• (The blank should come out of the oven at the same time as the flow/control combo. Time out accordingly.)

Membrane/Duo Alignment

    • 36. Remove both flow/control duo and blank wafers from the oven.
    • 37. Cut around the edge of the control/flow wafer with a surgical knife, then peel off PDMS layer from silicon wafer
    • 38. Place flow/control duo onto blank layer.
    • 39. Push down any bubbles that remain between the two layers, and place in 80° C. oven for at least one hour.
    • (Can be left in the oven overnight after this step.)

Bath Layer

    • 40. Pour 40.0 g RTV-A and 4.0 g RTV-B in 10:1 plastic cup, place cup in mixing machine, and mix together (This amount of PDMS gives a sufficient height to provide good support structure for inlet and outlet ports.).
    • 41. While machine mixing, prepare aluminum wrap using metal dish.
    • 42. Press down wafer on the bottom by folding the aluminum foil on top of wafer edges.
    • 43. Pour PDMS onto blank wafer, and level the aluminum holder with 2 micropipette tips.
    • 44. Place into degasser machine, pressurize, and degas until no visible bubbles are left.
    • 45. Remove from degasser and level again with 2 micropipette tips.
    • 46. Place in 80° C. oven for 20 minutes.

Cover Layer

    • 47. Pour 14.0 g RTV-A and 1.4 g RTV-B in 10:1 plastic cup, place cup in mixing machine, and mix together.
    • 48. While machine mixing, prepare aluminum wrap using metal dish.
    • 49. Press down wafer on the bottom by folding the aluminum foil on top of wafer edges.
    • 50. Pour PDMS onto each wafer, and level the aluminum holder with 2 micropipette tips.
    • 51. Place into degasser machine, pressurize, and degas until no visible bubbles are left.
    • 52. Remove from degasser and level again with 2 micropipette tips.
    • 53. Place in 80° C. oven for 20 minutes.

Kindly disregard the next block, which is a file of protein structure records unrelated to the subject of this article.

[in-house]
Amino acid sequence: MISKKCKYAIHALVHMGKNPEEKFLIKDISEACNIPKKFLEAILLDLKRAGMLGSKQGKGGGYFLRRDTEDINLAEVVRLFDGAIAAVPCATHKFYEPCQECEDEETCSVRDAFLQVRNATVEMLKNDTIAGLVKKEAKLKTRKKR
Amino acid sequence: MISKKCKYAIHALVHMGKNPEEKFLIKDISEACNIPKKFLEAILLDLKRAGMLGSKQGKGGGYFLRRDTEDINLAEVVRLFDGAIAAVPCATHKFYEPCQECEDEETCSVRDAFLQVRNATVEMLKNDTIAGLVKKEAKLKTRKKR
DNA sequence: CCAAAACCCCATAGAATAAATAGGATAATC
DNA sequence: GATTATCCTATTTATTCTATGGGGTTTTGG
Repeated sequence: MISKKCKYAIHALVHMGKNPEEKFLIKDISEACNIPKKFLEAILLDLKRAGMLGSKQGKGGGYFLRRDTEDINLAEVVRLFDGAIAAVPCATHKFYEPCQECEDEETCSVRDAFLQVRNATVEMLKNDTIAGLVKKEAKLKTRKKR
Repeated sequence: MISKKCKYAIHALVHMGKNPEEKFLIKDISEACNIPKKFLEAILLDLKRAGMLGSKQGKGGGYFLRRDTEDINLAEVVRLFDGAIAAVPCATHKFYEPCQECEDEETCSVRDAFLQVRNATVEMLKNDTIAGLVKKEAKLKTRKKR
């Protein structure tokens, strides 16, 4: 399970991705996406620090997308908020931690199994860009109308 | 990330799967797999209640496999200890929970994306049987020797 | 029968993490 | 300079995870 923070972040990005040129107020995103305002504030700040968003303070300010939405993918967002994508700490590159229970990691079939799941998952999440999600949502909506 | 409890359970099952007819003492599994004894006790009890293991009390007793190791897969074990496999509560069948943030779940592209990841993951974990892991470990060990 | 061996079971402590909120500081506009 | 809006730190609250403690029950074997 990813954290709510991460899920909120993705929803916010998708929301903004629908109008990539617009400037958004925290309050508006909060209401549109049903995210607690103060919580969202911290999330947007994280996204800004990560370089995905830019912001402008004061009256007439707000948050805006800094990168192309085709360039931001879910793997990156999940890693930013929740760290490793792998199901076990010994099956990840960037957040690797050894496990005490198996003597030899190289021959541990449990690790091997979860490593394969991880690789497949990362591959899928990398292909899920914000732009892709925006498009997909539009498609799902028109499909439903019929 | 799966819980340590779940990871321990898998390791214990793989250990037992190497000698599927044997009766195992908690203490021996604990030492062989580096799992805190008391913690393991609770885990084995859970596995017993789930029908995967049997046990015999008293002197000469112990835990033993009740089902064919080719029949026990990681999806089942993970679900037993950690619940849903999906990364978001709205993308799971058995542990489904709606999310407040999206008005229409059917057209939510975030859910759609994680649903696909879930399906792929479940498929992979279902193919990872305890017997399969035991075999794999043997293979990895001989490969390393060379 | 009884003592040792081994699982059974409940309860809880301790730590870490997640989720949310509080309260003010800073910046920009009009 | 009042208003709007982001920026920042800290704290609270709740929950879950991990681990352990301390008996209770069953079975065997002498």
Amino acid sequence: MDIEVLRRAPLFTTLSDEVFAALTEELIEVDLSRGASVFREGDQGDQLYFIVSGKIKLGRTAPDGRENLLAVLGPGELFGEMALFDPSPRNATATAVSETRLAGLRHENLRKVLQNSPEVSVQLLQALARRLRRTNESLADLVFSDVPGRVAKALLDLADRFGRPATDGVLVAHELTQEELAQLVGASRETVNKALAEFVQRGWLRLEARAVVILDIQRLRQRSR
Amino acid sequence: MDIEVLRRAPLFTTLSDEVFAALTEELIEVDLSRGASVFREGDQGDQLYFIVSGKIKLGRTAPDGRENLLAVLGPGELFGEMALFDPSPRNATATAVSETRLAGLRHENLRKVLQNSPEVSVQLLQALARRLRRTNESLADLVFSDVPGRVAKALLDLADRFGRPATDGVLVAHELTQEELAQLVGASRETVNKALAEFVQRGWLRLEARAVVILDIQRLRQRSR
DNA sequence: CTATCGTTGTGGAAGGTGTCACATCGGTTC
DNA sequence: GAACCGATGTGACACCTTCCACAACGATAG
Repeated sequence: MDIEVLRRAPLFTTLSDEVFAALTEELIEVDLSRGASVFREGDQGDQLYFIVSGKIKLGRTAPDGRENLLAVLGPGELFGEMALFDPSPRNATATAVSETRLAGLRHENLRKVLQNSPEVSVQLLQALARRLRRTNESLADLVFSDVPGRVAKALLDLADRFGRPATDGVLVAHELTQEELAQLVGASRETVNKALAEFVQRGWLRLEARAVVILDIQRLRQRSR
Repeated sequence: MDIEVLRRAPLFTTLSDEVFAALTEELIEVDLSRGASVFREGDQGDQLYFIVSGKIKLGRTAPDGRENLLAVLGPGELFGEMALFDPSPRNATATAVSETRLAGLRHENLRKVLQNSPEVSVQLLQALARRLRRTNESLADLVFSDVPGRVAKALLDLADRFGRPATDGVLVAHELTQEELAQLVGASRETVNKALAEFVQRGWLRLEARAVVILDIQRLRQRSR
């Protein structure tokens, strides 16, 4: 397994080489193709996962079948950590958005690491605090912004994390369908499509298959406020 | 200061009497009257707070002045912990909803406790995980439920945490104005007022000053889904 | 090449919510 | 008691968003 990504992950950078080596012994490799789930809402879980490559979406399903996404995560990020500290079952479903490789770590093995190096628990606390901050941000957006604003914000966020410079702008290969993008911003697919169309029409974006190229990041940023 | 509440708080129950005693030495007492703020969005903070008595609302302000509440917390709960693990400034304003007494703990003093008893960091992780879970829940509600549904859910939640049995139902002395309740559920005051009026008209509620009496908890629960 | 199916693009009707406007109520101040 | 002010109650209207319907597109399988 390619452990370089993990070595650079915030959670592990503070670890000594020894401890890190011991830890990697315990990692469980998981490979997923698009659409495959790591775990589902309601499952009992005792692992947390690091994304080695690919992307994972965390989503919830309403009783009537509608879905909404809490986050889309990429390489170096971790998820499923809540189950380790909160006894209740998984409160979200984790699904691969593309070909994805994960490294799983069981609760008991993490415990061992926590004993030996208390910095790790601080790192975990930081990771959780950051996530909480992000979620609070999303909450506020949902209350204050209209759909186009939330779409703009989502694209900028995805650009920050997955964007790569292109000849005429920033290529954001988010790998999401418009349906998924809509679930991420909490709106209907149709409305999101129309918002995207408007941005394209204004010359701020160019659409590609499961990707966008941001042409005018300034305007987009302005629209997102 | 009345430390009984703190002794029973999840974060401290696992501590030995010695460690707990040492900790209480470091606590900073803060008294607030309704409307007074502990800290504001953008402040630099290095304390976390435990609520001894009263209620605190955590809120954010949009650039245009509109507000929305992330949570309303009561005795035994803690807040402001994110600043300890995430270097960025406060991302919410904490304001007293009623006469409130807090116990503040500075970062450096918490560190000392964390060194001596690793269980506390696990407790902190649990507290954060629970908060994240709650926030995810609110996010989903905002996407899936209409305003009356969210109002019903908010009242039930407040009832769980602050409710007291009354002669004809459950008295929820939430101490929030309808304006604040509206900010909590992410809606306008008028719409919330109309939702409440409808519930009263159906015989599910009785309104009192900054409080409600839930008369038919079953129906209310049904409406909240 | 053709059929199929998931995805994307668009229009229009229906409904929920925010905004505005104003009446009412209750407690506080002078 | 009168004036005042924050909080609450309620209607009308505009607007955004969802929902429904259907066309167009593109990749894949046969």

Chip Assembly

    • 54. Remove flow/control/membrane wafer, and blank wafers from the oven and let cool for about 5 minutes.
    • 55. Dice layers into individual chips and place the chips on a ball bearing bed, flow layer down.
    • 56. Dice the bath layer, and cut inside to create a bath having the area of the array. Leave enough space for the ports and the edges.
    • 57. Punch holes that go in the corner of each side of the bath.
    • 58. Dice the cover layers into pieces bigger that each chip.
    • 59. Clean all surfaces with scotch-tape.
    • 60. Mix together about 10.0 g RTV-A and 1.0 g RTV-B in 10:1 plastic cup, place in mixing machine, and mix together.
    • 61. Set spinner to spin at 6,000 rpm for 6 minutes.
    • 62. Remove blank wafer and place on spinner, pour on PDMS, and spin.
    • 63. Remove from spinner and place in Petri dish.
    • 64. “Stamp” the bath portion onto the liquid blank wafer and leave for 30 seconds. Make sure to stamp the right side of the bath.
    • 65. Remove from wafer, and stick together with the flow/control portion.
    • 66. Remove bubbles between layers.
    • 67. Mix together about 10.0 g RTV-A and 1.0 g RTV-B in 10:1 plastic cup, place in mixing machine, and mix together.
    • 68. Set spinner to spin at 6,000 rpm for 6 minutes.
    • 69. Remove blank wafer and place on spinner, pour on PDMS, and spin.
    • 70. Remove from spinner and place in Petri dish.
    • 71. “Stamp” the cover layer portion onto the liquid blank wafer and leave for 30 seconds.
    • 72. Remove from wafer, and stick on top of the bath portion.
    • 73. Remove bubbles between layers
    • 74. Leave chips to cure at room temperature overnight on ball bearings and place them in the oven.
    • (After this step, the chips can be left in the oven.)

Hole Punching/Bonding to Glass

    • 75. Remove chips from the oven and punch appropriate holes with the hole puncher.
    • 76. Clean glass slides with IPA and PDMS chips with Scotch tape.
    • 77. Use plasma bonder to bond together chips and glass slides (25 s).
    • 78. Cure at 80° C. in oven overnight.

The total curing time at 80° C. should equal at least 5 days before testing of chips, and chips should be 12 days old and autoclaved before use for cell culture.

Microfluidic Cell Culture